Billy considered his situation: owed a month's wages, ten dollars in his pocket, and no place to go. He decided to go back into town and stay at a cheap hotel. After registering, he headed toward a diner on the far edge of town but was interrupted in his walk by the Sheriff.

"I thought you were leaving?" the lawman asked.

Billy stammered and took off the badge. "I've not a Marshal, I'm an actor, part of the show that was coming to town. The owner ran off and the theater group broke up."

The Sheriff's face reddened. "I should lock you up for impersonating an officer of the law."

"I'm sorry; I didn't mean to fool no one. Now I'm out of a job, no money and no idea what to do next."

"Can you shoot?"

"Yea," Billy said hesitantly; "I was in a carny before I tried acting and was a sharpshooter, among other things."

"Are you quick on the draw?"

"No! I never shot anyone neither."

"I can use a deputy; I'll pay you and you can bunk in one of the jail cells."

"I'm no lawman-"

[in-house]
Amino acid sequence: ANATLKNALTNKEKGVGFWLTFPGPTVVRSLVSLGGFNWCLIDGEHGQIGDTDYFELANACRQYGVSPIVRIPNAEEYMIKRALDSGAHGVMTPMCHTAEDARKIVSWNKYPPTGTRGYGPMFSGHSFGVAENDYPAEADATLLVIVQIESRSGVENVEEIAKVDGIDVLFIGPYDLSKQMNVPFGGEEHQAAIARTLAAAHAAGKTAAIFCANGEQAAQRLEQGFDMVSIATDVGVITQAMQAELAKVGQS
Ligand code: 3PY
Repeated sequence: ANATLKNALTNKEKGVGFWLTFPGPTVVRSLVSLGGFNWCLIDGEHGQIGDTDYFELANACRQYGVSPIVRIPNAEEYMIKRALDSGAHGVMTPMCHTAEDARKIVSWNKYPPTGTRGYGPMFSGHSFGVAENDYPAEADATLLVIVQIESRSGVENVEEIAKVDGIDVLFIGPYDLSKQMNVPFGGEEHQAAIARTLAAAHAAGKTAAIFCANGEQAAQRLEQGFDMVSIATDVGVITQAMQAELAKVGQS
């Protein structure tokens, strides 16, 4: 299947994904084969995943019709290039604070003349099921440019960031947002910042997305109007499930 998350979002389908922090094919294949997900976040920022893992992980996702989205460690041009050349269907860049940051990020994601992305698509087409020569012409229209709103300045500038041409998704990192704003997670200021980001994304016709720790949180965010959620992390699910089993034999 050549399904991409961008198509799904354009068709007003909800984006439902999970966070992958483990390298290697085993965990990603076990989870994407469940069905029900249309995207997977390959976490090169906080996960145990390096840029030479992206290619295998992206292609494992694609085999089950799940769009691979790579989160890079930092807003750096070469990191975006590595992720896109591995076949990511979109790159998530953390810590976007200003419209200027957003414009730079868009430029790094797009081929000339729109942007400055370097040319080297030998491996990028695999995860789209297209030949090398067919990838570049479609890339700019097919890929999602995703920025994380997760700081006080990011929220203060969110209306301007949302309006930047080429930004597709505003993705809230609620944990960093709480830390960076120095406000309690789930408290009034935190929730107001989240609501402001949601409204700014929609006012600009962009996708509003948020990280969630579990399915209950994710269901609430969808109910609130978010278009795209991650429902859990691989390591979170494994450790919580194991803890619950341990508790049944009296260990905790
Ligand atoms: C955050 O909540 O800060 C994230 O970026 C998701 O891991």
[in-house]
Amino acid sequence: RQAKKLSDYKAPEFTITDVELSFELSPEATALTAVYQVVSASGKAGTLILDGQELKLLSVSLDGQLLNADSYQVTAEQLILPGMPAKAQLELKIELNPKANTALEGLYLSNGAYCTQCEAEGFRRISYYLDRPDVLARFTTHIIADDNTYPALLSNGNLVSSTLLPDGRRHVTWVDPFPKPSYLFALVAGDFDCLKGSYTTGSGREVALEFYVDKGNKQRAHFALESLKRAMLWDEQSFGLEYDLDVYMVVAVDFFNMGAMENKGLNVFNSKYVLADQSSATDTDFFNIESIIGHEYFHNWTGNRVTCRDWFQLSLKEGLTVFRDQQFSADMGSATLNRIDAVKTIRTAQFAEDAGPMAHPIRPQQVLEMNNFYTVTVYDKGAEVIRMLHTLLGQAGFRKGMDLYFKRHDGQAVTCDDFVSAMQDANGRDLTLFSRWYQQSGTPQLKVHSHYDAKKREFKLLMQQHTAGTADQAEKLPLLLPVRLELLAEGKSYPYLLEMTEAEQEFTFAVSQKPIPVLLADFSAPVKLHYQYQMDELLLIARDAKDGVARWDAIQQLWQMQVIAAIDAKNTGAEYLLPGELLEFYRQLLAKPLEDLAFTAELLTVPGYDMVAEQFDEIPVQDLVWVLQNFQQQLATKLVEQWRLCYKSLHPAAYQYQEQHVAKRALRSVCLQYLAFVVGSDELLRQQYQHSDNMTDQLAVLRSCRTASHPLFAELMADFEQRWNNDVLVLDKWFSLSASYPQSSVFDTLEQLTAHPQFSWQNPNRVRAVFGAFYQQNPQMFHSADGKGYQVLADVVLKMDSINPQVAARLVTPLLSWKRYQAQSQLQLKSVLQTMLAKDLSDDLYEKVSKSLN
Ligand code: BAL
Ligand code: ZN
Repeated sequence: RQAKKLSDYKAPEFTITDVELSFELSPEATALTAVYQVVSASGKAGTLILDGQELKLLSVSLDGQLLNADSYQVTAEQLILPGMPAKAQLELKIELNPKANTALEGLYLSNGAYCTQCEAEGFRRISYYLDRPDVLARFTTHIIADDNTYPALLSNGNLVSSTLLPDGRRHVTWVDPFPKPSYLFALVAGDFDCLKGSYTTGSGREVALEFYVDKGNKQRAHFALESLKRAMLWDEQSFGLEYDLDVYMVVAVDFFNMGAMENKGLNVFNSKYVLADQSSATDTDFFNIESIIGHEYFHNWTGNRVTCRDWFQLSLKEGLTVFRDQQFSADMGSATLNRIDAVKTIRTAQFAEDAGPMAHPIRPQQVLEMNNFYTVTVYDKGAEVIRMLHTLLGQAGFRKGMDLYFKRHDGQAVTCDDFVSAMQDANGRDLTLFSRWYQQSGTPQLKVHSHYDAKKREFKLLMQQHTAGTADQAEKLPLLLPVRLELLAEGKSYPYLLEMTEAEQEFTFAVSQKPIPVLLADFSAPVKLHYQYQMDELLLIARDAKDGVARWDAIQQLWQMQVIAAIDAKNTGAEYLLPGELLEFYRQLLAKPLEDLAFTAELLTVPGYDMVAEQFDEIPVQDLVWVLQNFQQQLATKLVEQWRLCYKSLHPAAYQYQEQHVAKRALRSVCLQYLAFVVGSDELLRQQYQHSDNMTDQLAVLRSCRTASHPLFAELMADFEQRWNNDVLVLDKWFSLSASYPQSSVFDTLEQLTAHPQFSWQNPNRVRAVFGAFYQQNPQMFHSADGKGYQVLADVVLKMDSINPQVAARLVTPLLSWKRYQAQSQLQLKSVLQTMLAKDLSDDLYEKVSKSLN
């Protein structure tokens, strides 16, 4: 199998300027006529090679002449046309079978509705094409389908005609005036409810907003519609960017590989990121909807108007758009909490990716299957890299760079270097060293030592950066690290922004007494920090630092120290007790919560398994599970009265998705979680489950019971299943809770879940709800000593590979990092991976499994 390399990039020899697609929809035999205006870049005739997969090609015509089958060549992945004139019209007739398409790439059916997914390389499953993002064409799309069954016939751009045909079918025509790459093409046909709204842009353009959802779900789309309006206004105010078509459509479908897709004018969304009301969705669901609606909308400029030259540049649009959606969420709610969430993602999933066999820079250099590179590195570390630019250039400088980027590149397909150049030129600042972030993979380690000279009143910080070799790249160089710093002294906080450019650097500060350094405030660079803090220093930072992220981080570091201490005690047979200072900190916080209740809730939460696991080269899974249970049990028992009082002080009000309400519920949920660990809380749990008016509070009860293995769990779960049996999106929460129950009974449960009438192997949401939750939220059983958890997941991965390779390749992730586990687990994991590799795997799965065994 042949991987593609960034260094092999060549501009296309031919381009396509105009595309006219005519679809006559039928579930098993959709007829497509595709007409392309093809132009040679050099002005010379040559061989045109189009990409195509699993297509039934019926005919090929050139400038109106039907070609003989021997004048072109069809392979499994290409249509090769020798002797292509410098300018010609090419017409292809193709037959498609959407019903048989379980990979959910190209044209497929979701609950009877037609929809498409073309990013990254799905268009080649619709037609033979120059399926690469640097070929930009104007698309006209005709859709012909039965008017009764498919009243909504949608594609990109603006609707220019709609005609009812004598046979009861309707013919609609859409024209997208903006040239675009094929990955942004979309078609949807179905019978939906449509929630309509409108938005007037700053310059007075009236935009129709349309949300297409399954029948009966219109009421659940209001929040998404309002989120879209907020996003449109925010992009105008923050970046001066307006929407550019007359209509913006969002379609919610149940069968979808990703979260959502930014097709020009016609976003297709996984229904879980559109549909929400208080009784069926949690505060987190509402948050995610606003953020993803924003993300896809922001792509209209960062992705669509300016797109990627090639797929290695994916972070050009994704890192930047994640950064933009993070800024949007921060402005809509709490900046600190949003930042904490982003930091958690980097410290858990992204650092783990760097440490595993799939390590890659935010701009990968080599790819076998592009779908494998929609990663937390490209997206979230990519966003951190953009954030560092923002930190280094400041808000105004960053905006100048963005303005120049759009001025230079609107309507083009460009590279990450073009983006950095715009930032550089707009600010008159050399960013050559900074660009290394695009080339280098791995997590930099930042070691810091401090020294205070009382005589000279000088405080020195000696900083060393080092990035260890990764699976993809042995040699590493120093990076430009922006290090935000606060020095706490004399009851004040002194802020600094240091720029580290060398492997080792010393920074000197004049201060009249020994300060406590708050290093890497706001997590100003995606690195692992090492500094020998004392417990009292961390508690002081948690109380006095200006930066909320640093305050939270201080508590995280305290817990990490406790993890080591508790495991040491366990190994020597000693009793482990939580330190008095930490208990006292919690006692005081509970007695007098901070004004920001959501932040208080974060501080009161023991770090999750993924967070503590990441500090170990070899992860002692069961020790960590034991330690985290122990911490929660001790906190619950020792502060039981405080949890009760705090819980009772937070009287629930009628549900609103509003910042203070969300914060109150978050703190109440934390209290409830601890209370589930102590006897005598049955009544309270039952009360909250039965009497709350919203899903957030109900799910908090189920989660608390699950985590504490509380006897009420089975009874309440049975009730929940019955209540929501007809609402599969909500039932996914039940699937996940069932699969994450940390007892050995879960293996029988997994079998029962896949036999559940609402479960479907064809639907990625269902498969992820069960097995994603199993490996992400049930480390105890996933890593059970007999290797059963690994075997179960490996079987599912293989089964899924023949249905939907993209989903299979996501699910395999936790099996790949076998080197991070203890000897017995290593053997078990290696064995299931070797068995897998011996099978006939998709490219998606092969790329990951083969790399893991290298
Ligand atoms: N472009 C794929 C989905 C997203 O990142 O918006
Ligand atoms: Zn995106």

The Sheriff interrupted; "You can stay in the cell as a prisoner or a guest; you pick."

"But what if someone draws on me?"

"You'll just have to use your other carny skills." The Sheriff said. "A badge and gun are in the jailhouse."

Realizing that he had no choice, Billy nodded in agreement. Later that day, armed and strutting through town wearing a polished badge, Billy smiled at passing citizens, tipping his dusty hat and without halting would say, "I'm the new deputy."

In the evening, Billy was on the way to the jail to sleep when he heard a window break. Looking toward the sound, he saw a staggering man suddenly turn and throw a rock at another storefront. Shouting to stop, Billy jogged toward the drunk until he was standing less than a foot away. Suddenly the man's fist arced toward the Deputy's head but in a quick movement, Billy ducked as the off-balance body of the inebriated cowboy fell forward and to the ground.

The Sheriff came up behind and as the drunk rose, hit the man across the back of the skull with his gun butt. Laughing, the Sheriff said, "Pretty good at ducking."

"My first job at the carny was with the knife thrower who wasn't always accurate especially when he was drinking. I learned to dodge things coming at me."

Turning serious, the Sheriff said, "The Deans are in town. They've split up and are causing trouble in different parts as well as looking for me. Brett Dean, the youngest, is in the saloon. I'll track down the others but need you to go after Brett."

Startled, Billy said, "He'll kill me if I try to arrest him. I'm no match for him."

"He likely try to kill you and you'll have no choice but to use your weapon."